Residency Program

The goal of our residency program is to train physicians to be world-class providers of dermatologic care with the highest ethical standards and to produce leaders in academic and clinical dermatology. Our residents receive clinical training in the clinics and on the wards of:

  • New York-Presbyterian/Weill Cornell Medical Center
  • The Hospital for Special Surgery
  • Memorial Sloan-Kettering Cancer Center
  • Lincoln Medical and Mental Health Center

In addition, they receive didactic education through lectures, textbook reviews, and courses centered on various aspects of the basic sciences relevant to dermatology, clinical sciences, diagnosis and treatment.

Some of these sessions are now held collaboratively with the Dermatology Training Program of New York-Presbyterian/Columbia. In particular, a new educational forum has been developed with New York-Presbyterian/Columbia. This forum, known as the New York Dermatologic Experience, brings world leaders in various aspects of cutaneous science or cutaneous medicine to New York for resident education. Dermatology residents from the entire tri-state area are encouraged to attend these sessions.

Training Facilities

New York-Presbyterian Hospital/Weill Cornell Medical Center

New York Presbyterian/Weill-Cornell is a tertiary care medical center that also provides substantial amounts of primary and secondary care. The dermatology outpatient service handled 28,000 outpatient visits in 2008 and performed over 600 inpatient consultations per year.

The Dermatologic Surgery Service provides care in all aspects of surgical and cosmetic dermatology. In addition to excisional surgery for a variety of benign and neoplastic processes, over 800 Mohs procedures are performed per year. In addition, cosmetic laser procedures (hair removal, resurfacing, destruction of vascular lesions), hair transplantation and liposuction take place on a regular basis.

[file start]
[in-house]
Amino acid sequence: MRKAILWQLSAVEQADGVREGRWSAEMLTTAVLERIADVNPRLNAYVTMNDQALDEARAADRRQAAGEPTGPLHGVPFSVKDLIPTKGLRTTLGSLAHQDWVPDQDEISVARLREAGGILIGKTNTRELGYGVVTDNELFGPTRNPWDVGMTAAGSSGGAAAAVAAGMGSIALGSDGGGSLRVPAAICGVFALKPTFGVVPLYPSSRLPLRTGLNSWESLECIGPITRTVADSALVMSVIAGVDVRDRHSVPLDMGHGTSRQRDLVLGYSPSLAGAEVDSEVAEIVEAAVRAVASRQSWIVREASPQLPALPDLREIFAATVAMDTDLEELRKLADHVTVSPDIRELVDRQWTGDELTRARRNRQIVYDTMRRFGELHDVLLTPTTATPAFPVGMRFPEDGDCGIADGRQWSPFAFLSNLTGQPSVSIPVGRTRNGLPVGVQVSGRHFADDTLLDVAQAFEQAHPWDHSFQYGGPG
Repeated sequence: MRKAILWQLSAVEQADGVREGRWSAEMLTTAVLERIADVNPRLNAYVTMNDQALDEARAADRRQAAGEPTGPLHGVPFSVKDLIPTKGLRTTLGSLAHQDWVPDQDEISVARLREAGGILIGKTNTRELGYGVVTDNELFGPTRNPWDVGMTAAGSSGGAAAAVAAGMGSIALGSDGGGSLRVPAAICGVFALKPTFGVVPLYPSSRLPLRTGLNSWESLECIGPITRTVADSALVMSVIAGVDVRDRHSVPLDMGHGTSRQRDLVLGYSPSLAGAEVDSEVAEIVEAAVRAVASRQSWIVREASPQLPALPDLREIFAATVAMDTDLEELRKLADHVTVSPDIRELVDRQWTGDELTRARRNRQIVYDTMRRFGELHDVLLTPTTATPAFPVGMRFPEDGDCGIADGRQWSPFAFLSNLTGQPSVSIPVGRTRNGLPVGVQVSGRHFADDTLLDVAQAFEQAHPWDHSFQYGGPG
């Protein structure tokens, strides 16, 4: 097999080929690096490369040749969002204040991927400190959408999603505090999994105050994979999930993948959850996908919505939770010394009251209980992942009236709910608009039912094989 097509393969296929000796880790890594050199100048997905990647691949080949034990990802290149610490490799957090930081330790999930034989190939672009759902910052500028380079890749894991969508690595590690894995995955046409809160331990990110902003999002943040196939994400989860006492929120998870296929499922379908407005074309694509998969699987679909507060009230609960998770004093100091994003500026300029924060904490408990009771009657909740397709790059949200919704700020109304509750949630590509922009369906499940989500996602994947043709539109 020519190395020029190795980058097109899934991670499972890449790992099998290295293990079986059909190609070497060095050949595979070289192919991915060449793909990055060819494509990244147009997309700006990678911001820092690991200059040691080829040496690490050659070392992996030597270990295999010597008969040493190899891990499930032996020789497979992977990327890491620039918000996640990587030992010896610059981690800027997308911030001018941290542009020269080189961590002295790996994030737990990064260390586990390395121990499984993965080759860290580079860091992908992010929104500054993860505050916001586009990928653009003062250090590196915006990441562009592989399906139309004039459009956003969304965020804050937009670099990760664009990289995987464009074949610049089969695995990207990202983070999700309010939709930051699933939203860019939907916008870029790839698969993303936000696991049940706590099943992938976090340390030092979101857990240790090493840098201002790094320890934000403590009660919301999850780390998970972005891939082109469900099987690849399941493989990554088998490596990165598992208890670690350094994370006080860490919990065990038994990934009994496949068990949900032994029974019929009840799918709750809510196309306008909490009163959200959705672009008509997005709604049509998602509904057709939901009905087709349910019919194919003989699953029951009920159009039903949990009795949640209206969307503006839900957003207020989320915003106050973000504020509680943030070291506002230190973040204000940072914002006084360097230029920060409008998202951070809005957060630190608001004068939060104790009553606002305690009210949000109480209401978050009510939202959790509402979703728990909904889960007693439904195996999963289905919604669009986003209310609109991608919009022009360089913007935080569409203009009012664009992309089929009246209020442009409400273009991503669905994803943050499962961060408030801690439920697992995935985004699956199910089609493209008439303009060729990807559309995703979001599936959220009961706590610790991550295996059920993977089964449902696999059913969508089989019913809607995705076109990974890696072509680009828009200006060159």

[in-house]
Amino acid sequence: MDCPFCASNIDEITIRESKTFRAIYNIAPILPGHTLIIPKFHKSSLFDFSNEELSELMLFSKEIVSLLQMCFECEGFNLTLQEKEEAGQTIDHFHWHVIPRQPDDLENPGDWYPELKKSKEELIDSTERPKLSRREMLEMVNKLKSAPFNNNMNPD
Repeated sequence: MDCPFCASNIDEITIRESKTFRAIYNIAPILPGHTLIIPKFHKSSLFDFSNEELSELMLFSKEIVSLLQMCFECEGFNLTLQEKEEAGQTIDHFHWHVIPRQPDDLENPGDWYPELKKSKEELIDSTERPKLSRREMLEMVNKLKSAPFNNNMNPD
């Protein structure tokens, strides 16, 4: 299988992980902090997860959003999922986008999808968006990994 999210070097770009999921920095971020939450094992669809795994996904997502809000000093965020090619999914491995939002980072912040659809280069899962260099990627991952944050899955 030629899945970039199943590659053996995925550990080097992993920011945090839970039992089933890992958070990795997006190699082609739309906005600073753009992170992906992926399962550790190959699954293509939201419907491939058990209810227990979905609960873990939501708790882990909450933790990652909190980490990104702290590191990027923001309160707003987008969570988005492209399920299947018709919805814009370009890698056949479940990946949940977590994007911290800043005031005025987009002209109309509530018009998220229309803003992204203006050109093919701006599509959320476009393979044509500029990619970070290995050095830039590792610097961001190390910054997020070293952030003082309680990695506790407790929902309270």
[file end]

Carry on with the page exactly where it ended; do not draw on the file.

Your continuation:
The Consultation Service at this site provides experience with dermatologic diseases in the acutely ill hospitalized patient as well as with severe systemic diseases affecting the skin.

The Moles and Melanoma Evaluation and Treatment Unit is interdisciplinary, with members of the Departments of Surgery, Pathology, Radiation Therapy, and the Genetic Medicine Institute having significant involvement in this service.

The Dermatopathology Service provides training in the histopathology and diagnosis of inflammatory, neoplastic and genetic skin disorders. In addition to practical experience at the microscope with attending dermatopathologists, the resident attends all dermatopathology conferences, including a weekly didactic session in dermatopathology and a twice monthly CPC session and attends periodic lectures given by the dermatopathology attending staff.

Lincoln Medical and Mental Health Center

Lincoln, located in the South Bronx, opened a new $2.2 million Children's Health Center in 1999, featuring 49 spacious examination rooms and designed to treat young people from birth to age 19. Lincoln's specialty diabetes clinics include adult, pediatric, pregnancy and diabetes education programs. Lincoln also offers comprehensive asthma and tuberculosis programs, a level I trauma center, critical care services, and women's and children's Services.

One of the two sites at which first-year residents may begin their clinical training, Lincoln hosts approximately 13,500 outpatient visits per year. A mix of adult and pediatric patients with the entire breadth of dermatologic disease is seen at Lincoln with a higher mix of chronic, neglected and infectious diseases presenting than at New York-Presbyterian/Weill Cornell. In this way the experience at Lincoln nicely balances the other components of the training program.